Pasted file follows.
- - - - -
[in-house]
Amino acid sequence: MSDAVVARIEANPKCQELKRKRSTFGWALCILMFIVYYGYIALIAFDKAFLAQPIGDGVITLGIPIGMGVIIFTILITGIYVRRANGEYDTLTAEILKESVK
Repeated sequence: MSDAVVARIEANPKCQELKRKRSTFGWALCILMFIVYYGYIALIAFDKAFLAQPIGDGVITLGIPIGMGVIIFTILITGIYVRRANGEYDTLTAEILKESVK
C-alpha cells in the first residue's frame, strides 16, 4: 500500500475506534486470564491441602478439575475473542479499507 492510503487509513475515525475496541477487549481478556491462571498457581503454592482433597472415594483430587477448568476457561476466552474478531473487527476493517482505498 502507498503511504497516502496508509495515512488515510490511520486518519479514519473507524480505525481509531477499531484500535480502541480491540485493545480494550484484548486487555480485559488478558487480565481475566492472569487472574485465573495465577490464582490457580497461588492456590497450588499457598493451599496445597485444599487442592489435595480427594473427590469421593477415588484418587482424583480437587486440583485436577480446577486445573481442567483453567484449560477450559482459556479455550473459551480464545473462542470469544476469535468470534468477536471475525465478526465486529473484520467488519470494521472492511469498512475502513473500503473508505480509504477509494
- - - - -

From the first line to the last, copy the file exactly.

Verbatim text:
[in-house]
Amino acid sequence: MSDAVVARIEANPKCQELKRKRSTFGWALCILMFIVYYGYIALIAFDKAFLAQPIGDGVITLGIPIGMGVIIFTILITGIYVRRANGEYDTLTAEILKESVK
Repeated sequence: MSDAVVARIEANPKCQELKRKRSTFGWALCILMFIVYYGYIALIAFDKAFLAQPIGDGVITLGIPIGMGVIIFTILITGIYVRRANGEYDTLTAEILKESVK
C-alpha cells in the first residue's frame, strides 16, 4: 500500500475506534486470564491441602478439575475473542479499507 492510503487509513475515525475496541477487549481478556491462571498457581503454592482433597472415594483430587477448568476457561476466552474478531473487527476493517482505498 502507498503511504497516502496508509495515512488515510490511520486518519479514519473507524480505525481509531477499531484500535480502541480491540485493545480494550484484548486487555480485559488478558487480565481475566492472569487472574485465573495465577490464582490457580497461588492456590497450588499457598493451599496445597485444599487442592489435595480427594473427590469421593477415588484418587482424583480437587486440583485436577480446577486445573481442567483453567484449560477450559482459556479455550473459551480464545473462542470469544476469535468470534468477536471475525465478526465486529473484520467488519470494521472492511469498512475502513473500503473508505480509504477509494